Google search has been very obviously moving towards shit for several years now - the latest round of 'enhancements' is just the coliform-filled icing on a crappy cake. But what I fail to see is why they have to cripple the damn thing for people who DO have some search savvy. It seems to me they could just as easily have a default brain-dead mode for all those people searching for Kardashian gossip, AND a 'strict mode' for people who actually have a clue. It's gotten really hard to get useful results, especially with Google insisting that I must want what it thinks are synonyms for my search terms. I have to put quotes around every fucking term now - and that has its own associated problems. Plus, an 'allintext' search often produces WAY more hits than the same search without allintext. WTF?

Google search has gotten so ugly that it makes me long for Alta Vista. Even so, Yahoo search is a bad joke by comparison.

5 days ago

European Parliament Considers Sharing Passenger Information By Default

jenningsthecat Re:Fear (58 comments)

And the reason for this all: fear... Every day we do things that are more dangerous than the things we fear most... Respond to it with logic and common sense and not with fear and emotion.

Your sane, logical argument almost tempts me to forget my belief that the source of all these silly, over-the-top 'precautions' is not fear - it's greed, and lust for power. The fear you speak of does exist among the people, but it is a fear that has been purposely manufactured and is carefully nourished. Entire industries have sprung up around 'terrorism'; millions of (entirely parasitic) jobs are on the line, as well as minor and not-so-minor financial empires. Creating and fuelling paranoia is big business - hell, it's a growth industry, and a saviour to the military-industrial complex once threatened by the end of the Cold War.

The question to ask, always, is "cui bono?" Governments, (i.e. the executive branches of trans-national corporations), use propaganda as advertising, to sell fear and to promote compliance with authority.

about two weeks ago

How 4H Is Helping Big Ag Take Over Africa

jenningsthecat Re:So, does water cost more? (377 comments)

...It's plain old organized crime in every aspect. That is the cause of most of the world's poverty today.

You're right - corporations are among the most organized criminals the world has ever known.

about two weeks ago

Eben Upton Explains the Raspberry Pi Model A+'s Redesign

jenningsthecat Re:global exchange rate (107 comments)

How long until number of Starbucks coffees becomes the global cost basis across currencies?

Never mind cost basis, how about making it the global reserve currency? It probably has better future prospects for that role than the US dollar has...

about two weeks ago

Eben Upton Explains the Raspberry Pi Model A+'s Redesign

jenningsthecat Re:More RAM is easy for A/A+, Faster is Hard (107 comments)

That's fine if you plan on personal/small-scale use only. The BeagleBone folks expressly do not want people using their products as a part of other products-for-sale without discussing it with them first and, (presumably), getting their permission. So if you were to start ordering in production quantities you might find yourself suddenly without a supply of BBBs.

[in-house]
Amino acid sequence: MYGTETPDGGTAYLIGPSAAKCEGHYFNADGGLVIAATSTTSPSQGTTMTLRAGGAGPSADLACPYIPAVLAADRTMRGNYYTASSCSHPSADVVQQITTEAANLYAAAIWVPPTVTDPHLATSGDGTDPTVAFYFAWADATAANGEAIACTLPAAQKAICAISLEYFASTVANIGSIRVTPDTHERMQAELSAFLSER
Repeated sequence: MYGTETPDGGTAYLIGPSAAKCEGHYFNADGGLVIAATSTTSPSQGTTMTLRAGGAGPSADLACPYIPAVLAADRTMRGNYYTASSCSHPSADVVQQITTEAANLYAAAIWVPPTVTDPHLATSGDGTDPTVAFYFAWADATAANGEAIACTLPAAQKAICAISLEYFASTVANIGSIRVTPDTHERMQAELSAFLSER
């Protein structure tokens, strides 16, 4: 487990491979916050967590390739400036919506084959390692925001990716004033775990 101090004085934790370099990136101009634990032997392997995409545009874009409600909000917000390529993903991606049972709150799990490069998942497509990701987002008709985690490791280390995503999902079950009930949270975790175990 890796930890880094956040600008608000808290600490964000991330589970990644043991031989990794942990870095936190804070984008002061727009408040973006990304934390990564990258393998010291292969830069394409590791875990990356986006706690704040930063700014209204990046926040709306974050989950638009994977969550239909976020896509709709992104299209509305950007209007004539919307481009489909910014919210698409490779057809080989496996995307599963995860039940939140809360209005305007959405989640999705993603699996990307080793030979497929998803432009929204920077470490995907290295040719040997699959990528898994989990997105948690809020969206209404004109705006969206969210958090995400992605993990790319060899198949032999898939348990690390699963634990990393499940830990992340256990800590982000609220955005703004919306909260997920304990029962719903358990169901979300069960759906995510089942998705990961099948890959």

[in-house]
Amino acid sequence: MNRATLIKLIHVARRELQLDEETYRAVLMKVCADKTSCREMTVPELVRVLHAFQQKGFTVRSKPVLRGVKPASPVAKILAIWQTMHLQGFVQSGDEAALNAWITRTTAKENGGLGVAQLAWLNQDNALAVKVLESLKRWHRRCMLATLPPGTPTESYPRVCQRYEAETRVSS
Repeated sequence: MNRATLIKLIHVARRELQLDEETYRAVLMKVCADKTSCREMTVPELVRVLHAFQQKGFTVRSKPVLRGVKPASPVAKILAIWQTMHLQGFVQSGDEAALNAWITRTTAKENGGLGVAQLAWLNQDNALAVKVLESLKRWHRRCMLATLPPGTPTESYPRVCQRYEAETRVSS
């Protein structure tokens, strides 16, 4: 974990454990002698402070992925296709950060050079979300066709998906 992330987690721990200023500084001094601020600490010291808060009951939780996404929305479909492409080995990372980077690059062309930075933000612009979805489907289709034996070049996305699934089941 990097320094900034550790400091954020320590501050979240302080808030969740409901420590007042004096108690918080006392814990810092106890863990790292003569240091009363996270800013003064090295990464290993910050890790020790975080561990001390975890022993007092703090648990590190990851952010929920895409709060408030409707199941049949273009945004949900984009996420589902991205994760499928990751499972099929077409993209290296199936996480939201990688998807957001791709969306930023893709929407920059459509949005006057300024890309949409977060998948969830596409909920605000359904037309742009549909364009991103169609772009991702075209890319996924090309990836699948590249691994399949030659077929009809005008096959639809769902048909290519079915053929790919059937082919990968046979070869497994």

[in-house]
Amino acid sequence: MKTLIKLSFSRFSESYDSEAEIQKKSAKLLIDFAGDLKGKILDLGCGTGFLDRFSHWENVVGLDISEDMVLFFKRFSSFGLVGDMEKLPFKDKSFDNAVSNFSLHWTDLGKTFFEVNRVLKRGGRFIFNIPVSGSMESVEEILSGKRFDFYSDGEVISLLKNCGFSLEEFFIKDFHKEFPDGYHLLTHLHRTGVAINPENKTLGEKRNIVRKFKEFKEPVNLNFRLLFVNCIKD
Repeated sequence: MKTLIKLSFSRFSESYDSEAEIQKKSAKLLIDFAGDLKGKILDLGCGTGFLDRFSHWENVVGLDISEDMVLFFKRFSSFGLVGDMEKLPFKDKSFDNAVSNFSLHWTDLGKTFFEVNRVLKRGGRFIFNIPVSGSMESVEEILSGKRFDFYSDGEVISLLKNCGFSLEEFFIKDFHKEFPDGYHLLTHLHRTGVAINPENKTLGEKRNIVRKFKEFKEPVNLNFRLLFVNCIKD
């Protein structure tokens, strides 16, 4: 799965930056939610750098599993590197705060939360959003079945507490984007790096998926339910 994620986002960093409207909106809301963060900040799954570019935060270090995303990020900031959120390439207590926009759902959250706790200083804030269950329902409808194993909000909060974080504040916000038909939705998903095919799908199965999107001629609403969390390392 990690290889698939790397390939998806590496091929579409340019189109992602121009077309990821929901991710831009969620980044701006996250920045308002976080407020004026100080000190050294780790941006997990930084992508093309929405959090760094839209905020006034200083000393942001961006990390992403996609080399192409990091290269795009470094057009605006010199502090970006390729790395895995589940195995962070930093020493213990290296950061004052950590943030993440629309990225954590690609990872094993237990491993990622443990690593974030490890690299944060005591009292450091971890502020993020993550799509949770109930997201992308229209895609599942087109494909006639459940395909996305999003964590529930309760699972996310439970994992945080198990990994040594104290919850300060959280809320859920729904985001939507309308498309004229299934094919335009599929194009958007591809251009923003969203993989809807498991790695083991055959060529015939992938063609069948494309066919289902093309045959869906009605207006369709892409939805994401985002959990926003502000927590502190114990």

The RPi has no such restriction.

about two weeks ago

US School Installs 'Shooter Detection' System

jenningsthecat Paper lunch bags (696 comments)

1) Inflate bag with a lungful or two of air
2) Hold firmly in one hand, smack hard with other hand
3) Repeat with additional bags
4) Watch SWAT team disrupt the entire school
5) Get arrested for blowing up lunch bags

about two weeks ago

Researchers Demonstrate Electrically Activated Micro-Muscles

jenningsthecat Re:Not particularly useful (19 comments)

The field of artificial muscles already has multiple competing technologies which are superior to this.

Superior to this, for now. The techniques described may be refined to increase the strength-to-area ratio. The new technology described may also be superior with regard to granularity of control, repeatability/consistency of motion, power efficiency, or other factors not immediately evident.

about two weeks ago

German Spy Agency Seeks Millions To Monitor Social Networks

jenningsthecat At Last! (59 comments)

A nation that's focusing its cyber-spying efforts outside its own country! We'll finally have a country that honours the privacy of its own citizens!

Yeah, right. From the country whose formerly Communist half gave us the Stasi. Still, it's kinda hard to blame them for ramping up their spying efforts - sometimes "do unto others as they insist on doing unto you" is necessary for survival.

Any chance we humans will ever come to terms with our animal origins in a way that doesn't involve dominating each other and pissing on each other's territory?

about two weeks ago

Big Data Knows When You Are About To Quit Your Job

jenningsthecat Re:Does it know if I've been bad or good? (185 comments)

...Given the trajectory of technology and how ubiquitous it becomes over time, what starts out as optional turns into mandatory. Same thing with all these health monitoring devices. Somehow they will be used to fuck you over for engaging in bad behavior...

We can only hope that, as has largely happened with DRM, technology will help to address the problems it's being used to create. I can imagine a whole industry, (much of it underground), devoted to taking back the privacy that is being stolen. Of course, for that to happen, an awful lot of sheeple out there are going to have to stop bleating and start shouting. I'm not holding my breath though....

about three weeks ago

British Spies Are Free To Target Lawyers and Journalists

jenningsthecat Re:There can be no defense of this. (184 comments)

...I don't see why, if you were trying to stop a serious threat, spies shouldn't be able to monitor these communications in principle, with some clear restrictions: